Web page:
The simple answer is fear. Fear, that if my real image appears, there will be harassment or worse. This fear has been with me since December 6, 1989. My parents’ generation remembers exactly where they were when Kennedy was shot. I remember exactly where I was December 6 1989. I was in my basement apartment in Ottawa in my first few months of graduate school. I was in the kitchen, I heard the news come on and I froze. Dropped what I was doing, dropped to my knees two inches from the television and listened. The day Marc Lepine walked into a university classroom screaming, “You are feminists! I hate feminists” was the day my view of the world changed forever. Never before had I felt afraid for my safety for being a woman. For being Jewish yes. I had lived with that forever-grade 5 classmates telling me the holocaust wasn’t real, pennies thrown at my head, being cornered in a bathroom because I was Jewish. That I had grown to expect -looking over my shoulder to see who would hate me next. But when Marc Lepine walked into a university campus hours from mine, I realized it could happen to me…that the political hatred of women (voiced in Lepine’s rant about feminists) could affect me personally; if it could happen to those students, it could happen to me. This realization later became the basis of my Master’s thesis (see Foster, M. D. & Matheson, K. (1995). Double relative deprivation: Combining the personal and political. Personality and Social Psychology Bulletin, 21, 1167-1177.)
Although one of the main responses by women was collective action in the form of “take back the night marches,” my personal response was fear. I never walked outside after dark. I never went to campus without my office mates. This wasn’t just fear, it was realistic experience: at grad school I had two stalkers, a man masturbating behind me while I sat at my desk unaware and another man who walked around the campus tunnels with only a t-shirt.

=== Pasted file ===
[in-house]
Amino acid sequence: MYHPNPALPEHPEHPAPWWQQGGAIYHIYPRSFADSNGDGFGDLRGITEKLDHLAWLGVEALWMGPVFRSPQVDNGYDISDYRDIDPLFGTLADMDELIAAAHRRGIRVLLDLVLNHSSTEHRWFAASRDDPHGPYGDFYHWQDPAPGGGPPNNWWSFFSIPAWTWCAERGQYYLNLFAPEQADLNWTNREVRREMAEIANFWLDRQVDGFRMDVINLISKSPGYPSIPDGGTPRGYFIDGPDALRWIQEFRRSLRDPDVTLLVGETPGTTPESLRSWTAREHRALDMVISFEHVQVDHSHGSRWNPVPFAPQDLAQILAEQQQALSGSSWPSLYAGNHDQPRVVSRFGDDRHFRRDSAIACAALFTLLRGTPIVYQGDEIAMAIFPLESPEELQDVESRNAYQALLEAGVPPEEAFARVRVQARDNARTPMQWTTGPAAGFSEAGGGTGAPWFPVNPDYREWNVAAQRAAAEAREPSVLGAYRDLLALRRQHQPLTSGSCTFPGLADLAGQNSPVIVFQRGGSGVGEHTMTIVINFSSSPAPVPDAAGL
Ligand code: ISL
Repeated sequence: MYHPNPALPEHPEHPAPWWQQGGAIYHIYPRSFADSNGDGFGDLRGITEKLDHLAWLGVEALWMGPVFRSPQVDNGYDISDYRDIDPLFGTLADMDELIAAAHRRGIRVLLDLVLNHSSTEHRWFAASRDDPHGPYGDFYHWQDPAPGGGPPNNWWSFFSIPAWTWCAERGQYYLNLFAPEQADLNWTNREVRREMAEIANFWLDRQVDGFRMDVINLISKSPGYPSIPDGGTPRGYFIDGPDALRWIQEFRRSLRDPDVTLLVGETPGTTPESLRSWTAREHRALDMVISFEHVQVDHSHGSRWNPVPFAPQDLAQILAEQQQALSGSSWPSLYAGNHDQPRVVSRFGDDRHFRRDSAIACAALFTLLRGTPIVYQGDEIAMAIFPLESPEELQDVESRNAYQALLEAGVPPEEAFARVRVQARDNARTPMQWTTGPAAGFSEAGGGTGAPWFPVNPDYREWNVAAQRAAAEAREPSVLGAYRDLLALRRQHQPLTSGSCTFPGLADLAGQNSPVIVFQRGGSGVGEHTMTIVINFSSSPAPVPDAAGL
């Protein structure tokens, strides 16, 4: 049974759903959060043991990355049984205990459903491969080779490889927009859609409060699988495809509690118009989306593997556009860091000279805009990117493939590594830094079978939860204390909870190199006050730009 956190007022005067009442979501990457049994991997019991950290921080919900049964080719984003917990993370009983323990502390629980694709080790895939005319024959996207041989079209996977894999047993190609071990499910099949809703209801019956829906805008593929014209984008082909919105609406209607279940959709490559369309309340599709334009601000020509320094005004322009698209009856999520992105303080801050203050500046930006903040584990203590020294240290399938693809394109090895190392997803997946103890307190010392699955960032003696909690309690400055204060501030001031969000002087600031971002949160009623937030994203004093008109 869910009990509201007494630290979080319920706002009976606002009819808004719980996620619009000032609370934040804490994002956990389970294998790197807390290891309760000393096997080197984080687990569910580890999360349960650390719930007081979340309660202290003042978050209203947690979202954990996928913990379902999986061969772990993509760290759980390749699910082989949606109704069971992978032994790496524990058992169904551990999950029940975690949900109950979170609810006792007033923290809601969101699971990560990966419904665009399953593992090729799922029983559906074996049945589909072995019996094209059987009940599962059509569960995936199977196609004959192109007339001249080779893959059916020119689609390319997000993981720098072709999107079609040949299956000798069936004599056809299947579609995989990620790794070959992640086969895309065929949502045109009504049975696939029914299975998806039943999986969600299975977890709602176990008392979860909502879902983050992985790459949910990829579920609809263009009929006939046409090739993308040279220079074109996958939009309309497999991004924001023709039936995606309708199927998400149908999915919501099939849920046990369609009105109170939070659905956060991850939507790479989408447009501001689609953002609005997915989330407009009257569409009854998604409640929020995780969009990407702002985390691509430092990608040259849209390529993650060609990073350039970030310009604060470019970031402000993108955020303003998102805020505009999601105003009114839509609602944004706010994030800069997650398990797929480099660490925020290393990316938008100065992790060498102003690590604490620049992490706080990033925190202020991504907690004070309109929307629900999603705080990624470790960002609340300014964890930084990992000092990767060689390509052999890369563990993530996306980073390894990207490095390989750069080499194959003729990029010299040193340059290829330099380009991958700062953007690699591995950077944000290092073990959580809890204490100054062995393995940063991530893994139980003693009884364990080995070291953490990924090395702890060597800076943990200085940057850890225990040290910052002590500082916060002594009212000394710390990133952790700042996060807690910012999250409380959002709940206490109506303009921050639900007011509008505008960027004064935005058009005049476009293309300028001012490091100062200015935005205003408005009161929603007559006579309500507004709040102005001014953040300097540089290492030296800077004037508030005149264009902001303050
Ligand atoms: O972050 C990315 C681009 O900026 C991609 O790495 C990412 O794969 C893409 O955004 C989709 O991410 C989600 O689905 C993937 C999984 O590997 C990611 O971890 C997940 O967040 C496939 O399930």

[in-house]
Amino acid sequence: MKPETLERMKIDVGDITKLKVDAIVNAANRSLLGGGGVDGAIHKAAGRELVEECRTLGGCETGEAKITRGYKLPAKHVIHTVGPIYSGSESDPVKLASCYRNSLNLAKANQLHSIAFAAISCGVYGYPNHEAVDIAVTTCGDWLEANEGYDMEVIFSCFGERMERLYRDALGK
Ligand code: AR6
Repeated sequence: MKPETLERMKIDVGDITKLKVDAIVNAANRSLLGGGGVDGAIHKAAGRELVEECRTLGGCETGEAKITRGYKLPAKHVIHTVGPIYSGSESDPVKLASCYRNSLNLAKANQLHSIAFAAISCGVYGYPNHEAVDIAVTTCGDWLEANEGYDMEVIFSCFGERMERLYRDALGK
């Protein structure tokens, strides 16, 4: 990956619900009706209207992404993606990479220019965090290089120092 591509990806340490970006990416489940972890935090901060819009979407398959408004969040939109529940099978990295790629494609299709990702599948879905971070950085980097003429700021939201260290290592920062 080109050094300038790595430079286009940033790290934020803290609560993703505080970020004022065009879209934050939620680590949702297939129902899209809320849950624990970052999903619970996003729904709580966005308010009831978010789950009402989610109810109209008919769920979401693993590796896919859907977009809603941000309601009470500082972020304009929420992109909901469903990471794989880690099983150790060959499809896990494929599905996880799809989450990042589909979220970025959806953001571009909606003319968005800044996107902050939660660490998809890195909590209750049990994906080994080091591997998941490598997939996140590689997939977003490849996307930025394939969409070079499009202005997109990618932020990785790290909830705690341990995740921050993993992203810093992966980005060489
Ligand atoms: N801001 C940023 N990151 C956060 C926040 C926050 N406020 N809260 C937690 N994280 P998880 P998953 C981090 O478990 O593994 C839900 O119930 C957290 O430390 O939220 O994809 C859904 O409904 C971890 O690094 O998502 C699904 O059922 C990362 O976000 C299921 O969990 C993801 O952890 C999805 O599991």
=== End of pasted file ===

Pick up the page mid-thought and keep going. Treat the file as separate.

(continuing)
But when I complained to campus security about the tunnel-men, I found out they had already known of these men. They had known and decided not to warn anyone. And again, the political decision made by the university not to forewarn had affected me personally by putting me at risk; the political was again personal. So I took action, maybe my personal actions could help future women. I did it anonymously however. My fear was still there. I posted flyers in every female washroom on campus telling women that ‘the university won’t tell you but there’s a sexual predator on campus. Be aware’. Later, campus security began posting warnings. My reactions to both Marc Lepine and the tunnel-men exemplified what I came to believe– the personal is political and vice versa.
And so my line of research was established–what kinds of responses do women have when they experience discrimination? Which of those actions will make them feel empowered, resilient and increase their well-being?
About 3 years ago, I took back my own night. I began walking (my dog) in the dark. I was tired of having my freedom limited to daylight hours. Now, Herbie is only a golden retriever, not the biggest breed of protectors, but my Tae Kwon Do training should take care of the rest.
But I still won’t put my picture up. 🙂